All of my photos were ruined. Ametuer photographer :-(

Discussion in 'Digital Darkroom' started by pamela_kent, Feb 8, 2016.

  1. I have learned my lesson well! I have about 10 photos that I paid a lady to take that all have lens flare on our faces!
    She did give me my money back for most of the session, but I am heartbroken. My husband never gets all his kids and grandkids together, especially for a paid photoshoot.
    I went with a recommendation from a friend and did look at her work beforehand and thought she would be good.
    I cannot imagine not checking the photos while we were there, but that is irrelevant now.
    SO, my question is this...Can they be saved/edited? Ive looked up a million tutorials and have even tried it myself, but I only have PS Elements 14. I do have an older version of full blown photoshop also.
    My skills are very unfortunate to say the least.
    Where/who would be able to fix them for me? Ive also googled companies but Im sure all of you would know the best places to try. Im willing to pay whatever it takes within reason haha.
  2. post a couple of small ones here. Pick the 'worst' and lets see how bad they are before anyone can say anything about if they are savable.
  3. The example photo is salvageable, but with a lot of Photoshop work involved. Here is a quick start at retouching, where I first adjusted levels (that's the easy part), and then used clone stamps and a mixer brushes to reduce flare. The faces are the hard part. A good photo retoucher could make the photos look very good, but you would probably need to pay them for several hours of work for each photo. Google "photo retouching services" to find one.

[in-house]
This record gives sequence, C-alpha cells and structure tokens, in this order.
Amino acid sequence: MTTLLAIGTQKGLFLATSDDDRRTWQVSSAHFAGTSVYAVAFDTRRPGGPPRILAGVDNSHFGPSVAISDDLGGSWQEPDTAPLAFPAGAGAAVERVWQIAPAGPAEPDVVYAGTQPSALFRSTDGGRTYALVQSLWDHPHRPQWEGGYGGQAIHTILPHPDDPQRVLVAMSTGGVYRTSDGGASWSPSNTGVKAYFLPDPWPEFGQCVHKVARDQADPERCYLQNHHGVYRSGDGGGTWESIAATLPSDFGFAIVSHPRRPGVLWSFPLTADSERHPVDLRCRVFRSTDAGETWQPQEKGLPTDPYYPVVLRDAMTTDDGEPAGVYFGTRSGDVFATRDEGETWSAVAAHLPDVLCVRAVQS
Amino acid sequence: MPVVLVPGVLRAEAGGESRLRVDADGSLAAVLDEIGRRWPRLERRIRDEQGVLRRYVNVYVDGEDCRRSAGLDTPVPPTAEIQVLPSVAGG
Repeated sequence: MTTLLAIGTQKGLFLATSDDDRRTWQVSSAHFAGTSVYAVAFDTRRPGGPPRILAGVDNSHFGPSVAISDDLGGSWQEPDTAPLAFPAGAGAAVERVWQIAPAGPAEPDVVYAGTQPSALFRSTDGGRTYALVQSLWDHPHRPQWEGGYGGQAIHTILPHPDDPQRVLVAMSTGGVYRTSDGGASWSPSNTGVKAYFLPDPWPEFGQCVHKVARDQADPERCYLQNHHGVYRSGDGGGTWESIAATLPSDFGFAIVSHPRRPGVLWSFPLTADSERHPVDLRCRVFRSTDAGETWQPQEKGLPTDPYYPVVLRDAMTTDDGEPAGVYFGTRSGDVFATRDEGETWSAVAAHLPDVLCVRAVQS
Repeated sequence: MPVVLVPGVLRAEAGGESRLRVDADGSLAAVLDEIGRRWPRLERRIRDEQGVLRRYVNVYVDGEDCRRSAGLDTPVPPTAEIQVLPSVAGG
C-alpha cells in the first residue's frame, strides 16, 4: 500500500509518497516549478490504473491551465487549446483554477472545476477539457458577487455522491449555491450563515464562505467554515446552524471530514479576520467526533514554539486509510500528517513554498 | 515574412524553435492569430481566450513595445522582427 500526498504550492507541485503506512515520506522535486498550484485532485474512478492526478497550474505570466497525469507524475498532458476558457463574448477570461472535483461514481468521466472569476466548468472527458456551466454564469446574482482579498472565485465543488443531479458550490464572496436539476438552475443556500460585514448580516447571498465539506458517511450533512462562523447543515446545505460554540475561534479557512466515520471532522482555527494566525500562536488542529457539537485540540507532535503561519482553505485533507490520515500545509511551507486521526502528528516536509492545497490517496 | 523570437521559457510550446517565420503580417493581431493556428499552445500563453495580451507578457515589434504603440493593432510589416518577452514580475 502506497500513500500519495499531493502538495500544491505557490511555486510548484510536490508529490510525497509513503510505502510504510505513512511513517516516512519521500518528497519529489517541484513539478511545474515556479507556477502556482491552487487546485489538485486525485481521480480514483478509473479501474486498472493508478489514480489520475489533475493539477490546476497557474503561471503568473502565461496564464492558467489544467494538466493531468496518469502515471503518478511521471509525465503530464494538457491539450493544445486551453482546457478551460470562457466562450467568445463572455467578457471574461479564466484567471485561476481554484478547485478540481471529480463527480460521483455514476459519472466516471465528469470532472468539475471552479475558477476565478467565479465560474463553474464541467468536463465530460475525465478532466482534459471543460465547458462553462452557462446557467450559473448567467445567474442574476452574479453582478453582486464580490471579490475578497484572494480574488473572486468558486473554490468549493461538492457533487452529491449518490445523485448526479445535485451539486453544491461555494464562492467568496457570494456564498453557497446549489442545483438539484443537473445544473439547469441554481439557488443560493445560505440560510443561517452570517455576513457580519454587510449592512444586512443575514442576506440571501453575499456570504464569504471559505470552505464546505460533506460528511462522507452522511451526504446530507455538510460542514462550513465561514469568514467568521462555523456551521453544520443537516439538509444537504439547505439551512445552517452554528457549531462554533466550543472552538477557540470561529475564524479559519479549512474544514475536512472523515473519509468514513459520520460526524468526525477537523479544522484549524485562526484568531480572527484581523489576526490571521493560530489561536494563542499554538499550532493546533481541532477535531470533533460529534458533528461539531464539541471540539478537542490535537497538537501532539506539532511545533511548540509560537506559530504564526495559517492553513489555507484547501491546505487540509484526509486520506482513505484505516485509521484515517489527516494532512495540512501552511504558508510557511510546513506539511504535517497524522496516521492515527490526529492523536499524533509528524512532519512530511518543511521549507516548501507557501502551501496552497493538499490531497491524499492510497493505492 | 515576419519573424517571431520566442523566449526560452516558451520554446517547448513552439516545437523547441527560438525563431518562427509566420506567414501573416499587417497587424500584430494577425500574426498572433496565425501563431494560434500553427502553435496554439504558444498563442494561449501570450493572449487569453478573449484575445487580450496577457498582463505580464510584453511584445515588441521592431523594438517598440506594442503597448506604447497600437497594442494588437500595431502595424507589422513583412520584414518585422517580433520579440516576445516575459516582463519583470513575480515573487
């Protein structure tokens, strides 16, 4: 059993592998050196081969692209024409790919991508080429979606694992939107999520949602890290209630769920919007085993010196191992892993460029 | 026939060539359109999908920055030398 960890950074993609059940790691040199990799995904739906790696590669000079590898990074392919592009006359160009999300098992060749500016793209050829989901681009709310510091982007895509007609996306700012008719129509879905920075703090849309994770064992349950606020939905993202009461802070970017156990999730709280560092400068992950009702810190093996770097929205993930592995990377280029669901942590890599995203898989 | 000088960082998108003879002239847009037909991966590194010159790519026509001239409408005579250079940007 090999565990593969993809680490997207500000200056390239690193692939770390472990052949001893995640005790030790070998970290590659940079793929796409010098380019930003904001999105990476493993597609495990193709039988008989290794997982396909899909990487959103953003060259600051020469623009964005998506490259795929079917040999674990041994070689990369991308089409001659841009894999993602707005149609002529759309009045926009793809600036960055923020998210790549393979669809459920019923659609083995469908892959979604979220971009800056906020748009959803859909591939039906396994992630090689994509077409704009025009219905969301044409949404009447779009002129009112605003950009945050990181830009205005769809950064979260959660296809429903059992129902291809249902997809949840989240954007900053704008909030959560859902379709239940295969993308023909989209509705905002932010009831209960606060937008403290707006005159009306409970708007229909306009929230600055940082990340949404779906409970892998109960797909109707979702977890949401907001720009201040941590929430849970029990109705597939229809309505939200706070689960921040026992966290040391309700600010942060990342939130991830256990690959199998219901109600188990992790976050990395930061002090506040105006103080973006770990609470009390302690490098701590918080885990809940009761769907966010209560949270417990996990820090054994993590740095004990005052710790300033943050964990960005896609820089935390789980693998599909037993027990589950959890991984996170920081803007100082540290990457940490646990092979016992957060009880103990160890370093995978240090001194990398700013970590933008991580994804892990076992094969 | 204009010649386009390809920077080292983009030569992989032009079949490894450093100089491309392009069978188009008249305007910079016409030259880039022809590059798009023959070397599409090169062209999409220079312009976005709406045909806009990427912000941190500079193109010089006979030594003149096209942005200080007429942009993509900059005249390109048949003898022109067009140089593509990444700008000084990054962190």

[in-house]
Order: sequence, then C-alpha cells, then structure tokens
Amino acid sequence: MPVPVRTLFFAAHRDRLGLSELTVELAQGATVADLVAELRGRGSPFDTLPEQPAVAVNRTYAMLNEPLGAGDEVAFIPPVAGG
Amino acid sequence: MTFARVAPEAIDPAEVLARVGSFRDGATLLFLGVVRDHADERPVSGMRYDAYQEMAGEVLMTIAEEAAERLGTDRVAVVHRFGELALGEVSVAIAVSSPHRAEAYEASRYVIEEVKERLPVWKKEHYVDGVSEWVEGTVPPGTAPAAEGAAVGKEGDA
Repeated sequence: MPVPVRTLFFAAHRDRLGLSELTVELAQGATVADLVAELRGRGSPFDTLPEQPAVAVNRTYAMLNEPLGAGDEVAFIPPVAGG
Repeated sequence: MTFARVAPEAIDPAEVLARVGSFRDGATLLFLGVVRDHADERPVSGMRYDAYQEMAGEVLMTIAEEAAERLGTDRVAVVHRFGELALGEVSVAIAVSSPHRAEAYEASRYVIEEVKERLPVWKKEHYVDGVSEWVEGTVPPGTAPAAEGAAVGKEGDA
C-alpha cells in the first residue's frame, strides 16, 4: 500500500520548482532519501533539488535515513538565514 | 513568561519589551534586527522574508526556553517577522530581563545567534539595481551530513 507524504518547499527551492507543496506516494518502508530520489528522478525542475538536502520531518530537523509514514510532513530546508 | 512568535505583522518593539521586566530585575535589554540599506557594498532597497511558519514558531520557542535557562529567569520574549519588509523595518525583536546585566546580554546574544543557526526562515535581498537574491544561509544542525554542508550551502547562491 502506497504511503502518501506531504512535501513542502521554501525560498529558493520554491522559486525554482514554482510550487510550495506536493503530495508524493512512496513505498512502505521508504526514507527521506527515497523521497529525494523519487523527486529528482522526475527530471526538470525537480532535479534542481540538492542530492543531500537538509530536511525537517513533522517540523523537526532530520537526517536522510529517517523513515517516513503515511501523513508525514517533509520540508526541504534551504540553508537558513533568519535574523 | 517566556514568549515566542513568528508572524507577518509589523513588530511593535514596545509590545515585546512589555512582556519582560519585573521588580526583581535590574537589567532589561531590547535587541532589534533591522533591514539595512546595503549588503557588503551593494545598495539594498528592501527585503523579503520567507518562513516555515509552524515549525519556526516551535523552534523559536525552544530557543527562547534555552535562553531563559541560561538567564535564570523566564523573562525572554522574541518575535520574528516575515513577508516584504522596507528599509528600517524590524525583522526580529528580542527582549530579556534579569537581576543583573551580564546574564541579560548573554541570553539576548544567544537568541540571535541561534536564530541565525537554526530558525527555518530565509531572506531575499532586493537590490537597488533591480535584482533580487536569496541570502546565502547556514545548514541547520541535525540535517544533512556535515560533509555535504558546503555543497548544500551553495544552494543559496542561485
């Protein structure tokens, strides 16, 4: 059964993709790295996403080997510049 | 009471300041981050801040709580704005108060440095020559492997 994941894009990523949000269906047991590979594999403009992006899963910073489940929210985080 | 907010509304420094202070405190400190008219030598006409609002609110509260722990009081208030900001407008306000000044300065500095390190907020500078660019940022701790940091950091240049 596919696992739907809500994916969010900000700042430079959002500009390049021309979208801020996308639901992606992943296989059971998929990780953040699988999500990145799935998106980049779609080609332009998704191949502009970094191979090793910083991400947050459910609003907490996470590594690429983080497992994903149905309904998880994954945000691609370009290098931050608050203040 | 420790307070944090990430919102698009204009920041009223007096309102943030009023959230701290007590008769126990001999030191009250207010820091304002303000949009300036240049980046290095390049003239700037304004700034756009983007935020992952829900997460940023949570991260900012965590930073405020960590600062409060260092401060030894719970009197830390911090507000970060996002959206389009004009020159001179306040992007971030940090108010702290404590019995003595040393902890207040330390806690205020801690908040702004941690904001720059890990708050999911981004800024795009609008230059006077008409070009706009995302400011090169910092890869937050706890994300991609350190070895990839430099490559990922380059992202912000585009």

4. Um, how could this have happened? Was it shot on film?
  5. Yes, blame film! We all know that lens flare doesn't affect lenses sitting in front of a digital sensor.

    ...unless, the point you're getting it is that the only way a photographer could miss flare like this is with a camera missing the instant feedback of digital, in which case I take it back ;)

    Still, film is not to blame for neglecting to use a lens hood.
  6. did the 'professional' NOT notice that the sun was in their eyes or chimp and verify or anything else? Seems like the answer is 'no'
  7. In fifty years, flare or no flare, this photo will be a treasure to the family. My mom kept crappy pics from a Kodak Instamatic on her fridge 'til the day she died.
  8. Very true. The general public doesn't see things the way we do. For us it's technical quality; for them it's an irreplaceable family memory.
  9. This is my quick attempt at Photoshop retouching. Most is salvageable as Glenn said.
  10. Let me be a contrarian here, then a partial optimist.